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Kinetic Chain


Updated October 31, 2007


In rehabilitation settings such as sports and physical therapy clinics, the body is often viewed as functioning in interconnected segments, for example, your arm, your shoulder, and your spine. The theory behind this is that movement of one part affects the others via a chain reaction. Here is an example:

When you walk, you step forward with one leg, then bring your trunk over that leg to move ahead. As the leg moves forward, it brings your pelvis on that side with it. In turn, this causes the pelvis on the other side to rotate back. And, your spine turns in response to both the leg and the pelvis as they extend to move you forward in space. This is the kinetic chain in action.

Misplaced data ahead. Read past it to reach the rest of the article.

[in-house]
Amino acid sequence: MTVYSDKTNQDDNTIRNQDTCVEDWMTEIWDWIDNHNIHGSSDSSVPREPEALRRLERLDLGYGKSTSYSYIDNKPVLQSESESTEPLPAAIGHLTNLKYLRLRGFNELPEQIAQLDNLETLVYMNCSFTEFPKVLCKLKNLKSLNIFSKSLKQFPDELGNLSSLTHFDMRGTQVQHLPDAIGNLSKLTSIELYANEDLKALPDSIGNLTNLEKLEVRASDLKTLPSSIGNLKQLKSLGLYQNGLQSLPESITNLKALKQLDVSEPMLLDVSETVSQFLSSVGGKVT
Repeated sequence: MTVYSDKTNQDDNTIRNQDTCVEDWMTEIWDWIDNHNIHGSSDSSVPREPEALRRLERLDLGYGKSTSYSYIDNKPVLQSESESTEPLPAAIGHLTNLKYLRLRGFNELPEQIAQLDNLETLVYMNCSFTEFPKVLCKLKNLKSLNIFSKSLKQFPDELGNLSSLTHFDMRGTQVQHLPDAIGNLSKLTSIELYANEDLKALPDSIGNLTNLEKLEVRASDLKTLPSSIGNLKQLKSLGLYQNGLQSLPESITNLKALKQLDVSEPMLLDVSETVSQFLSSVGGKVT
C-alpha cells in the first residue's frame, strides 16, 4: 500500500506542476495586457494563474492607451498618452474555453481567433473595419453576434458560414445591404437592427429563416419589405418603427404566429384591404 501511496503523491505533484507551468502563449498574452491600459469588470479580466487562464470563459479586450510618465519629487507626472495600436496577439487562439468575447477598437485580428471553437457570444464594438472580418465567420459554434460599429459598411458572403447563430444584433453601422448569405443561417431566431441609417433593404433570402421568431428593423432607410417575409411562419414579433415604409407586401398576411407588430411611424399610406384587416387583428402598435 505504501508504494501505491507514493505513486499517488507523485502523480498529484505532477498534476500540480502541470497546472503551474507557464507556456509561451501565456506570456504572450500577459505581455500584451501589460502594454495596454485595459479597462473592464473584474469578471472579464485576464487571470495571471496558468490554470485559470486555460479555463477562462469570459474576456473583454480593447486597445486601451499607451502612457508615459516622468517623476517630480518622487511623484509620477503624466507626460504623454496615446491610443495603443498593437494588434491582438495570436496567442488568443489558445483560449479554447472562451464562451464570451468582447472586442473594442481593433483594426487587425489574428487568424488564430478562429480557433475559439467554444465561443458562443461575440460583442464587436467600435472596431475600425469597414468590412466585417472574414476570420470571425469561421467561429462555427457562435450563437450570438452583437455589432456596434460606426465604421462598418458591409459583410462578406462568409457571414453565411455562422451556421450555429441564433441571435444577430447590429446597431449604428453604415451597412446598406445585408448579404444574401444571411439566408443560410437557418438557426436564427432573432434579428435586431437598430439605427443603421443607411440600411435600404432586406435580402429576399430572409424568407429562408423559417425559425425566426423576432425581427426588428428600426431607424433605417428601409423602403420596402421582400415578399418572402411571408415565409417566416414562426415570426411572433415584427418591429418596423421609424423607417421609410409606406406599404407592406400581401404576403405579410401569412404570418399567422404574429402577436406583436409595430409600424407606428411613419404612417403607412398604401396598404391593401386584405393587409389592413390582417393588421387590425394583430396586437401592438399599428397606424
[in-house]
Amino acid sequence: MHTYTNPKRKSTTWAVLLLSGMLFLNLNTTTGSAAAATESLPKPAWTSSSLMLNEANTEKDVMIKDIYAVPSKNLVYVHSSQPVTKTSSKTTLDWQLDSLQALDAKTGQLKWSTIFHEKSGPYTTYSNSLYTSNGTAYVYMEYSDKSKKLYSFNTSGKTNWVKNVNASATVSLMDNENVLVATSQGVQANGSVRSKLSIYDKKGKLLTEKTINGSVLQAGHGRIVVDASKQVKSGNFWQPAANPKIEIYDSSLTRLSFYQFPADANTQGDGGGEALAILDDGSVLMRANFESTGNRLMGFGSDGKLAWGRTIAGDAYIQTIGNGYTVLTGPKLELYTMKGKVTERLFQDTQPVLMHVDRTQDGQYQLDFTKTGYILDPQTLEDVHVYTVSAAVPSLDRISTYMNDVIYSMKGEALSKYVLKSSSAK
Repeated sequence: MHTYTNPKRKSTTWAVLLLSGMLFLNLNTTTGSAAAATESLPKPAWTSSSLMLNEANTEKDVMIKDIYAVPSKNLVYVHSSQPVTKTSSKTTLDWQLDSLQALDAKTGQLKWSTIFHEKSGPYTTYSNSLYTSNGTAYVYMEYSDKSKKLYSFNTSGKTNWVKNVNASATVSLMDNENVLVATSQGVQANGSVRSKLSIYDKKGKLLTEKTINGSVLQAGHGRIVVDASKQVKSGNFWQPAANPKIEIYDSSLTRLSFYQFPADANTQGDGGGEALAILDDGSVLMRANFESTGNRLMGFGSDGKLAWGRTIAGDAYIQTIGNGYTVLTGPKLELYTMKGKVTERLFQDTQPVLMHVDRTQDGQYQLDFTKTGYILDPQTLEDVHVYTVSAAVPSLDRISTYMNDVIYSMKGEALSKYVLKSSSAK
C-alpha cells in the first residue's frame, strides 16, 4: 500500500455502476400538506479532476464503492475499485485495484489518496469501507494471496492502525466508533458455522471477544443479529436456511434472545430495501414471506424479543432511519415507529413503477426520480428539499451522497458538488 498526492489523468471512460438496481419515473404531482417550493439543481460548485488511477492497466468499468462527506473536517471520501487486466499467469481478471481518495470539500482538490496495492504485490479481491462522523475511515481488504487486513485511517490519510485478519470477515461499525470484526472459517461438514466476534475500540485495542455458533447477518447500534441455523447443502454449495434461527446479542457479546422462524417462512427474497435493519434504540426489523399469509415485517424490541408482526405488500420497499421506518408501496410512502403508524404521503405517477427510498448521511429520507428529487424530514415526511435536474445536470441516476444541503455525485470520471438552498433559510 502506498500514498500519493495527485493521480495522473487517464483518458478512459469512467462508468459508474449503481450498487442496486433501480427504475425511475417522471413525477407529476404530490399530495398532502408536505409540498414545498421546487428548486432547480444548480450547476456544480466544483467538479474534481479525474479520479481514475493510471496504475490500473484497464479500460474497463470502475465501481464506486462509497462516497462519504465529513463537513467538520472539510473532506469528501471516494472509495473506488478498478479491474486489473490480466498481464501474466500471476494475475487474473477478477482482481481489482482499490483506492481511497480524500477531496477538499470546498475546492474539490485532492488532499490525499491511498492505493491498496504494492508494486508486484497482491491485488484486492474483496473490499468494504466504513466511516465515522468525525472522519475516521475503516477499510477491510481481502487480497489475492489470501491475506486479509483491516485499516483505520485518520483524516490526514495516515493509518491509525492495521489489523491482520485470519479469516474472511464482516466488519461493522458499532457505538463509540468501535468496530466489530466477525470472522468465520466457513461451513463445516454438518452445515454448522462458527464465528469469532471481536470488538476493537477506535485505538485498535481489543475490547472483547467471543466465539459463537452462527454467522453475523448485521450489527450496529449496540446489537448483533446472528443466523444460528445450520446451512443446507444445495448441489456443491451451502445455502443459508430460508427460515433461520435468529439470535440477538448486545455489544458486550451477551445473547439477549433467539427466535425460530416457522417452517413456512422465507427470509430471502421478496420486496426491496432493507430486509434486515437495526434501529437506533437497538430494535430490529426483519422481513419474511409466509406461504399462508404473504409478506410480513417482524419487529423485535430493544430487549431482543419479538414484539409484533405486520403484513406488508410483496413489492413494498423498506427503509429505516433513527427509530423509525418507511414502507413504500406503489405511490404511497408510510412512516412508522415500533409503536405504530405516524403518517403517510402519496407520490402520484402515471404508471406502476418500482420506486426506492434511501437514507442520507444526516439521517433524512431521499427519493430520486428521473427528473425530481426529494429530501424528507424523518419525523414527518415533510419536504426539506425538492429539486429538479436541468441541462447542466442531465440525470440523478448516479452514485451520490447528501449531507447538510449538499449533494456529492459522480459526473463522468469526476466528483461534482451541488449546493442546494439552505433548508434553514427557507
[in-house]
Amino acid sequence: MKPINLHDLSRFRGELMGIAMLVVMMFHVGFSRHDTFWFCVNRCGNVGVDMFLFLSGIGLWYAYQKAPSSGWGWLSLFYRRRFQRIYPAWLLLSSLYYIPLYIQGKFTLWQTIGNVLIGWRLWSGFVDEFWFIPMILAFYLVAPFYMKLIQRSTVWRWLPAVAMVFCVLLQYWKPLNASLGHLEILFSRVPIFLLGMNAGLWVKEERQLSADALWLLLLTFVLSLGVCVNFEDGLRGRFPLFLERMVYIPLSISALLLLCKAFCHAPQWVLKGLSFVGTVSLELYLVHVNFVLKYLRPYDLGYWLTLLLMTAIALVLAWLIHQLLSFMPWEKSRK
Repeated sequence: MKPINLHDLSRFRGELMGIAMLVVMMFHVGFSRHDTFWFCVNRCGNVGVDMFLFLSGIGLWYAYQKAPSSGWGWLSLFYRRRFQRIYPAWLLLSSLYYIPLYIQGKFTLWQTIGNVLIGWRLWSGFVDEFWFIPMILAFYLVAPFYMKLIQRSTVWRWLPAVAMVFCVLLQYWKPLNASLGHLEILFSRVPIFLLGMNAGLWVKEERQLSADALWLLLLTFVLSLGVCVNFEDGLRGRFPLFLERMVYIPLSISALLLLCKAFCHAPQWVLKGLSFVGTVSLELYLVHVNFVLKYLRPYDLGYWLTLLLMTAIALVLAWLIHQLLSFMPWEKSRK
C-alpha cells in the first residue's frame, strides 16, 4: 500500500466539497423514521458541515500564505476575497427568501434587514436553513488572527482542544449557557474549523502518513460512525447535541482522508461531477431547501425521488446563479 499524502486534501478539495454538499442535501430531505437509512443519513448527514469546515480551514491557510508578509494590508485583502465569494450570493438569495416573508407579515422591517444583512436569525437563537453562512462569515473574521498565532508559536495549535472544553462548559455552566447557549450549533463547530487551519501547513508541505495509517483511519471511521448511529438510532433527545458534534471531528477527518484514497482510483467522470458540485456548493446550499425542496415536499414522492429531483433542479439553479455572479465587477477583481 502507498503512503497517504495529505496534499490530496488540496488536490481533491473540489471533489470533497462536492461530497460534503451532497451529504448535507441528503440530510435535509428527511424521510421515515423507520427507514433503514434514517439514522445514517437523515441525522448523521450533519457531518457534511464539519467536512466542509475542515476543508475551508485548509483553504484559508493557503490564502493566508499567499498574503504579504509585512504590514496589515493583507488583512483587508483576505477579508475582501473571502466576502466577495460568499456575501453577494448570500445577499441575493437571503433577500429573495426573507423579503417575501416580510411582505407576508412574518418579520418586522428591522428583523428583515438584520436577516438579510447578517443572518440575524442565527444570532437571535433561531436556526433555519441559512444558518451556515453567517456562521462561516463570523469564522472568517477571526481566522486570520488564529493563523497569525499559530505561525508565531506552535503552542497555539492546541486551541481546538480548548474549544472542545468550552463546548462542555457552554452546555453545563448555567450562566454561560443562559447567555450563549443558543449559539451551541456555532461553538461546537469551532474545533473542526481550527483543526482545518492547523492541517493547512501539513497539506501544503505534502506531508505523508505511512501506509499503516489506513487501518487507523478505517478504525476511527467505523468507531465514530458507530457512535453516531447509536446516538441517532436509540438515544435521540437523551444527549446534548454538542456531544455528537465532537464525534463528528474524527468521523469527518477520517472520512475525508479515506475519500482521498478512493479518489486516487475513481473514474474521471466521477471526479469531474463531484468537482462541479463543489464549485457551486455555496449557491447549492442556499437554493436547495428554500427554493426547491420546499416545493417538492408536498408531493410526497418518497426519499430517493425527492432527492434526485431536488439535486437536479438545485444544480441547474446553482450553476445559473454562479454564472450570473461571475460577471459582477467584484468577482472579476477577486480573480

The term "kinetic chain" is used to describe how you are moving your body. In other words, you can move in either in open kinetic chain or closed kinetic chain. The difference lies in whether the moving part (either your arm or leg) is loose in space or fixed against a hard, unrelenting surface. If it is fixed, this is closed kinetic chain movement. It provides resistance back into your trunk. The body parts that the resistance moves through make up the components of the chain. Closed kinetic chain movements provide simultaneous movements of the interconnected segments, and can affect the back.

In rehabilitation, there are back exercises that work your muscles in closed kinetic chain movement. This type of exercise will strengthen muscles of the trunk or core, and will help to stabilize your posture.

Kisner, C., & Colby, L.A. (2002). Therapeutic Exercise: Foundations and Techniques.Philadelphia: F.A. Davis Company.

Also Known As: Kinetic chain exercises are also known as joint isolation exercises.
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